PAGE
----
From NSCLC patients, CTCs were isolated by the CCM-CTCD and identified by pan-cytokeratin (PanCK) staining. The CCM-CTCD successfully isolated an average of 59.4 CTCs from 5.4 mL of NSCLC patients' blood ranging from 12 to 120 cells (Figure 4A). In general, we observed significantly higher CTC counts in the patients of later stages (T3, T4) when compared to those in earlier stages (T1, T2). However, CTC counts correlated with neither the regional lymph nodes metastasis stages nor distant metastasis stages (Figure 4B and S2). Compared to size-based isolation and EpCAM-based isolation methods that detected about 20 CTCs as a median value from 7.5 mL of NSCLC patient blood [36-38], CCM-CTCD detected 60 CTCs as a median value from 5.4 mL of blood, almost 4-fold more CTCs, which could be the results that CCM-CTCD isolated various subtypes of CTCs. In addition, considering the result that CTCs were isolated from all patients, even in early stages, it is shown that CCM-CTCD has high sensitivity and suggests that it has a potential to be used for early-stage diagnosis. Specifically, we showed that CCM-CTCD could isolate the full spectrum of CTC types (EpCAM(+) and EpCAM(-), small- and large-sized CTCs including clusters) found in NSCLC (Figure 4C-E). The size distribution of CTCs showed considerable heterogeneity ranging from 5 μm to 16 μm, with a majority (71%) found to be small-sized (< 10 μm) (Figure 4F). Similar to the previous studies in which 4 ~ 6 μm sized CTCs were found [16, 39], the CCM-CTCD was also able to detect multiple small-sized CTCs. Thus, the size distribution of CTCs indicated size-based isolation might miss a large portion of CTCs.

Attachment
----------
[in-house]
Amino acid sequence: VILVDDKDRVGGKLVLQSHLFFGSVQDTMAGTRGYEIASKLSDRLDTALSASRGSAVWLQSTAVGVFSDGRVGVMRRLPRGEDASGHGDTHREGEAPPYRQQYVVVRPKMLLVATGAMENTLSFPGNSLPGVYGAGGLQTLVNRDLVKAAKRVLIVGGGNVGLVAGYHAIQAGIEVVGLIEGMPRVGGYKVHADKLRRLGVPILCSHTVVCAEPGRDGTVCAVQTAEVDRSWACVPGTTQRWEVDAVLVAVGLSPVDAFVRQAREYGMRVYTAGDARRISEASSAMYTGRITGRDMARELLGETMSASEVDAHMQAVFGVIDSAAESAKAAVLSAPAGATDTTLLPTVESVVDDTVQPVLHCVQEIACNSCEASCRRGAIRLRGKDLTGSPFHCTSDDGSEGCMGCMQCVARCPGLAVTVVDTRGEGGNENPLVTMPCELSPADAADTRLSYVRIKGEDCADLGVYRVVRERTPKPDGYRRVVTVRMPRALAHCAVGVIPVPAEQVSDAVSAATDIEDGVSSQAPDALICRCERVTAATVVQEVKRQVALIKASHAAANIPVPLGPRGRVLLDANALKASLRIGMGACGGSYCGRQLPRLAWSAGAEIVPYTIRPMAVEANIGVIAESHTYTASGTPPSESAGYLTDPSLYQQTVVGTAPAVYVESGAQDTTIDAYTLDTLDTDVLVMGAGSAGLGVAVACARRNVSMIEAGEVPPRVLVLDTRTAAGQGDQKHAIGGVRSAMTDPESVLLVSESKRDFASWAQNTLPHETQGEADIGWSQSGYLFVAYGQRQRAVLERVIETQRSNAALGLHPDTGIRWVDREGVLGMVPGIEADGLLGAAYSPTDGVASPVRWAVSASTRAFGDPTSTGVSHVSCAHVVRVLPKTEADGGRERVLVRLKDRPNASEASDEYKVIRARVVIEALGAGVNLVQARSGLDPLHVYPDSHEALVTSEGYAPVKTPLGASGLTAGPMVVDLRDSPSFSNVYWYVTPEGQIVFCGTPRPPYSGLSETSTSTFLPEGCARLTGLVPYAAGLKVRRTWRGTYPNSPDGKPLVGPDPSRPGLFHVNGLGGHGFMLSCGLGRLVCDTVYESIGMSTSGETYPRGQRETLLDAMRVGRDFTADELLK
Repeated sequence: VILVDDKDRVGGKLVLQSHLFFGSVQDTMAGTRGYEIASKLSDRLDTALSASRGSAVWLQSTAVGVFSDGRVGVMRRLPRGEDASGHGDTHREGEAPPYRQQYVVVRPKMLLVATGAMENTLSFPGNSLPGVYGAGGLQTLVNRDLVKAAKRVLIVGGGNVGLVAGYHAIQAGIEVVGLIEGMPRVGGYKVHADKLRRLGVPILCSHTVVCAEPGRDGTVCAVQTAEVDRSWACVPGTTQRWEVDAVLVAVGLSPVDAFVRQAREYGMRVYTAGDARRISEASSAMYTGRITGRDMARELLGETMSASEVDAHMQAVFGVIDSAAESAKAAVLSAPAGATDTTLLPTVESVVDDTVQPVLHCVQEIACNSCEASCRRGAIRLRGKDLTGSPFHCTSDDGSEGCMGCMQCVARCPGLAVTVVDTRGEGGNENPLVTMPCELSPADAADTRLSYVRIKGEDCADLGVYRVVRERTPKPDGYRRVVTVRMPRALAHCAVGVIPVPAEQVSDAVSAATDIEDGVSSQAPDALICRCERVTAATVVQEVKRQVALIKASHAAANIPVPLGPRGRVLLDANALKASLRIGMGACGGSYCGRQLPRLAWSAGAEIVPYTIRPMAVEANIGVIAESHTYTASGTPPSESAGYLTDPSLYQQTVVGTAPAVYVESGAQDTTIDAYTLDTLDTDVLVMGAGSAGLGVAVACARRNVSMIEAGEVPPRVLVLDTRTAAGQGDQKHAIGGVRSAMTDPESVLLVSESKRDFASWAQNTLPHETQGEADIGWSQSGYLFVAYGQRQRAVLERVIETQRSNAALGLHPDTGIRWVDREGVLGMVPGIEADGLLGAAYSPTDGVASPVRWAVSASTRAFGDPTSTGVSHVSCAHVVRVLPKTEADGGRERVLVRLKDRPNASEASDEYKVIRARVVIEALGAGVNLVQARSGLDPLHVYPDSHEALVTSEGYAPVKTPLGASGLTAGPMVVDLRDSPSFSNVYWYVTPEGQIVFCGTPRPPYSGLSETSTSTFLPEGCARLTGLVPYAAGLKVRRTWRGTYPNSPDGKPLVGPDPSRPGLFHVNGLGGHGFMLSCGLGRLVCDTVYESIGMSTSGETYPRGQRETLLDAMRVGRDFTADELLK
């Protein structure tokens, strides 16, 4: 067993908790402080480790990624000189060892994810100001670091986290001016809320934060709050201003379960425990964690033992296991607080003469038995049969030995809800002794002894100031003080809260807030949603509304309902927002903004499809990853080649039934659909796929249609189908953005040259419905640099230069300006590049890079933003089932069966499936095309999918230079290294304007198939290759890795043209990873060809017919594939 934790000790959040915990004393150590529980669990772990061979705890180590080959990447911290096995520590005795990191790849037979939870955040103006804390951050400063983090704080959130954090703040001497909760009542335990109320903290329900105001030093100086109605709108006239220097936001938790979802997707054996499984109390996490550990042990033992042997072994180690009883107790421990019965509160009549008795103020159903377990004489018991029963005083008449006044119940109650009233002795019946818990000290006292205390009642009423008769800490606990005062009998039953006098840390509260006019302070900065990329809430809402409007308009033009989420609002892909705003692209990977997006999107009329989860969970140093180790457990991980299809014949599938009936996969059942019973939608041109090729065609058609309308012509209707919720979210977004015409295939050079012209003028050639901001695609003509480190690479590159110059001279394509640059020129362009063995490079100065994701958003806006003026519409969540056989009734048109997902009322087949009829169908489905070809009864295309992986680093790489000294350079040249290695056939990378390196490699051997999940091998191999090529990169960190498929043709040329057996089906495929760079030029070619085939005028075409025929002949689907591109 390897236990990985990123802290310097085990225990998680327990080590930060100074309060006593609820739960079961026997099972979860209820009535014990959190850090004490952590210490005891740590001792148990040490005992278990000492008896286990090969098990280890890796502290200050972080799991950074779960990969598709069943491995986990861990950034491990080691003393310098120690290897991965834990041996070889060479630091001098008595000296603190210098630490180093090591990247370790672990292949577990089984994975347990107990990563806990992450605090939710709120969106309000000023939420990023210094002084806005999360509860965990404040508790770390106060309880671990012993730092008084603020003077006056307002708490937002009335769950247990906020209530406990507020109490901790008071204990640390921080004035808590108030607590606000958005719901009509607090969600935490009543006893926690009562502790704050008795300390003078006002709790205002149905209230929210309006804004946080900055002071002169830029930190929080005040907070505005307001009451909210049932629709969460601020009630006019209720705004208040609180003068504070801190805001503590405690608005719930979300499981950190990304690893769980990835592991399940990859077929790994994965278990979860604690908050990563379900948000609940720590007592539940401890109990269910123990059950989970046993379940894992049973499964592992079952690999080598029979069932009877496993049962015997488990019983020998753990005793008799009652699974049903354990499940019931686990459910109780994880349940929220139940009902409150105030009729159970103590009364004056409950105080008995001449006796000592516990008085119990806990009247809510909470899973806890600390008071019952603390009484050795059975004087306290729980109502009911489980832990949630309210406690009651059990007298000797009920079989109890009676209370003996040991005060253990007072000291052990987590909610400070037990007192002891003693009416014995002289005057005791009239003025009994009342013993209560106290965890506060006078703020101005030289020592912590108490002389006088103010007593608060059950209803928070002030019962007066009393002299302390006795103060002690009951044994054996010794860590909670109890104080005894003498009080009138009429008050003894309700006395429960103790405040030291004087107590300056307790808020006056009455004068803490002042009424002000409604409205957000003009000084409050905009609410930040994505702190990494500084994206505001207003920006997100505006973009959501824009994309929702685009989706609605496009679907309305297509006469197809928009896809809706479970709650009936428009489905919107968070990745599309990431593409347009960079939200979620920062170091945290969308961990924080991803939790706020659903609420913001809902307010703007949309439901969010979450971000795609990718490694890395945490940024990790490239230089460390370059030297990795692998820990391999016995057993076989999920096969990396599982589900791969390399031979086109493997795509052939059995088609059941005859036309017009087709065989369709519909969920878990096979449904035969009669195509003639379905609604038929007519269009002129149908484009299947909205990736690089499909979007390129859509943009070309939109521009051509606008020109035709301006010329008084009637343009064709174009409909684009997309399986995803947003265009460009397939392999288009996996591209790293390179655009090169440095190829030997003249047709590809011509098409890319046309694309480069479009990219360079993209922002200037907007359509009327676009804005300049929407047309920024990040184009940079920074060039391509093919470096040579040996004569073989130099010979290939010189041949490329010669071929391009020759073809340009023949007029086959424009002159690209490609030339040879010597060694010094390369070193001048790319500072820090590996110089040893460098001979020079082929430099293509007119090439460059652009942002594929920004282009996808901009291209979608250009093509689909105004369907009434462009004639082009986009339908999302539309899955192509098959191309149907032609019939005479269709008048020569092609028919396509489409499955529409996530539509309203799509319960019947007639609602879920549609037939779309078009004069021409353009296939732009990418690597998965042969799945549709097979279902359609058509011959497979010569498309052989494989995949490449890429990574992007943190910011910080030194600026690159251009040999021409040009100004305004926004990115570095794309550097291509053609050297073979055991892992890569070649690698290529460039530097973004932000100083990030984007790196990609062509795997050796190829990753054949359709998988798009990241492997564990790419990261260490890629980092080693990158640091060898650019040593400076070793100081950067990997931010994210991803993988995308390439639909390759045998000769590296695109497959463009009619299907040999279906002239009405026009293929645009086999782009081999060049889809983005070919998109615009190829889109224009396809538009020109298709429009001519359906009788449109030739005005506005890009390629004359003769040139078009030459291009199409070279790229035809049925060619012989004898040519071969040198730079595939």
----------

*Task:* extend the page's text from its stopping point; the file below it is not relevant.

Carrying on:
Mutational analysis and longitudinal follow-up of CTC samples from NSCLC patients. (A) EGFR mutation profiles of matched tissue biopsy, cfDNA, and CTCs of 30 lung cancer patients. A perfect agreement was shown between CTCs and cfDNA while a slight agreement was seen between CTCs and tissue biopsy. (B) Longitudinal follow-up of mutant copies with CTC-derived DNA (left panel) and correlation between tumor lesion and CTC number (right panel) in patient #5. EGFR mutant copy number decreased from baseline after optimized EGFR-TKI treatment. In addition, radiographic evidence of regression of metastases (yellow arrows) was also correlated with decreased CTC counts from the onset of treatment. (C) CT scan of patient #4's chest shows the primary lesion (within red circle). Lung images prior to treatment of osimertinib and at progression showing that during the seven-month osimertinib treatment, the primary lesion significantly diminished in size. Serial CTC counts were indicated at each time point. (D) Longitudinal follow-up of changes for CTC numbers of patient #27, with progressive disease. In this case, the primary lesion (circled in red) has increased in size, as the CTC counts have increased. CTC counts represent the CTC number per 5.4 mL of peripheral blood.